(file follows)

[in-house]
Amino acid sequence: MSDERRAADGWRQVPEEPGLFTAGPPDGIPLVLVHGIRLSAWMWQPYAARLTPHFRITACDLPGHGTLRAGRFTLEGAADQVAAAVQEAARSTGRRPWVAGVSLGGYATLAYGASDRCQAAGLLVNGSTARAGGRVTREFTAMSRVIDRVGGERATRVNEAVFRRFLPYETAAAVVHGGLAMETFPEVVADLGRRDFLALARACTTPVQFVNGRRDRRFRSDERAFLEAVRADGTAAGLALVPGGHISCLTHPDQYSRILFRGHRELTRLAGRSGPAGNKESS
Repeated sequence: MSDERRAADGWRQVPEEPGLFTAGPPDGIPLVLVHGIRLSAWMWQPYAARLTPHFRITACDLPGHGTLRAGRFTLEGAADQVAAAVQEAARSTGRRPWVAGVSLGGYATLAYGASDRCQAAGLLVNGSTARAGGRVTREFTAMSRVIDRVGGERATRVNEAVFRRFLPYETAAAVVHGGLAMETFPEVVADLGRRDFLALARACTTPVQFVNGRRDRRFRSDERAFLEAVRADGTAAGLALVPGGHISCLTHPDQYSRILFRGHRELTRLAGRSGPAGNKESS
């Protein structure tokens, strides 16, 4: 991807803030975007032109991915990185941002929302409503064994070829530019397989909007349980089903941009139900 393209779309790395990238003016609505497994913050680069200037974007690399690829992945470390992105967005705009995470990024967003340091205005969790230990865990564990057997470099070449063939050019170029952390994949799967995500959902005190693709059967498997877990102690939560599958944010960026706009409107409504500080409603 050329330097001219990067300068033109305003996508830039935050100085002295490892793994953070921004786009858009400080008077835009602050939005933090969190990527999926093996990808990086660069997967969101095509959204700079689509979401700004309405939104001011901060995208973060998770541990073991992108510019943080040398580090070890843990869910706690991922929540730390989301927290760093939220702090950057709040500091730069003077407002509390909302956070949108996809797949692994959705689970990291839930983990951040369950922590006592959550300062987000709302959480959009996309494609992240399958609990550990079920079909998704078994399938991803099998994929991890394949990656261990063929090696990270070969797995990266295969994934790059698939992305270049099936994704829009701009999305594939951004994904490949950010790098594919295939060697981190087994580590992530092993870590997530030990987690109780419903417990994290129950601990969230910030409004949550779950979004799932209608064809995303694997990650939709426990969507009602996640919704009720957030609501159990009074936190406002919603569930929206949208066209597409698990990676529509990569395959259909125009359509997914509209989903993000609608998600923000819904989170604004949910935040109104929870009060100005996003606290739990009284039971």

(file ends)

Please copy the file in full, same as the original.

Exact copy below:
[in-house]
Amino acid sequence: MSDERRAADGWRQVPEEPGLFTAGPPDGIPLVLVHGIRLSAWMWQPYAARLTPHFRITACDLPGHGTLRAGRFTLEGAADQVAAAVQEAARSTGRRPWVAGVSLGGYATLAYGASDRCQAAGLLVNGSTARAGGRVTREFTAMSRVIDRVGGERATRVNEAVFRRFLPYETAAAVVHGGLAMETFPEVVADLGRRDFLALARACTTPVQFVNGRRDRRFRSDERAFLEAVRADGTAAGLALVPGGHISCLTHPDQYSRILFRGHRELTRLAGRSGPAGNKESS
Repeated sequence: MSDERRAADGWRQVPEEPGLFTAGPPDGIPLVLVHGIRLSAWMWQPYAARLTPHFRITACDLPGHGTLRAGRFTLEGAADQVAAAVQEAARSTGRRPWVAGVSLGGYATLAYGASDRCQAAGLLVNGSTARAGGRVTREFTAMSRVIDRVGGERATRVNEAVFRRFLPYETAAAVVHGGLAMETFPEVVADLGRRDFLALARACTTPVQFVNGRRDRRFRSDERAFLEAVRADGTAAGLALVPGGHISCLTHPDQYSRILFRGHRELTRLAGRSGPAGNKESS
């Protein structure tokens, strides 16, 4: 991807803030975007032109991915990185941002929302409503064994070829530019397989909007349980089903941009139900 393209779309790395990238003016609505497994913050680069200037974007690399690829992945470390992105967005705009995470990024967003340091205005969790230990865990564990057997470099070449063939050019170029952390994949799967995500959902005190693709059967498997877990102690939560599958944010960026706009409107409504500080409603 050329330097001219990067300068033109305003996508830039935050100085002295490892793994953070921004786009858009400080008077835009602050939005933090969190990527999926093996990808990086660069997967969101095509959204700079689509979401700004309405939104001011901060995208973060998770541990073991992108510019943080040398580090070890843990869910706690991922929540730390989301927290760093939220702090950057709040500091730069003077407002509390909302956070949108996809797949692994959705689970990291839930983990951040369950922590006592959550300062987000709302959480959009996309494609992240399958609990550990079920079909998704078994399938991803099998994929991890394949990656261990063929090696990270070969797995990266295969994934790059698939992305270049099936994704829009701009999305594939951004994904490949950010790098594919295939060697981190087994580590992530092993870590997530030990987690109780419903417990994290129950601990969230910030409004949550779950979004799932209608064809995303694997990650939709426990969507009602996640919704009720957030609501159990009074936190406002919603569930929206949208066209597409698990990676529509990569395959259909125009359509997914509209989903993000609608998600923000819904989170604004949910935040109104929870009060100005996003606290739990009284039971």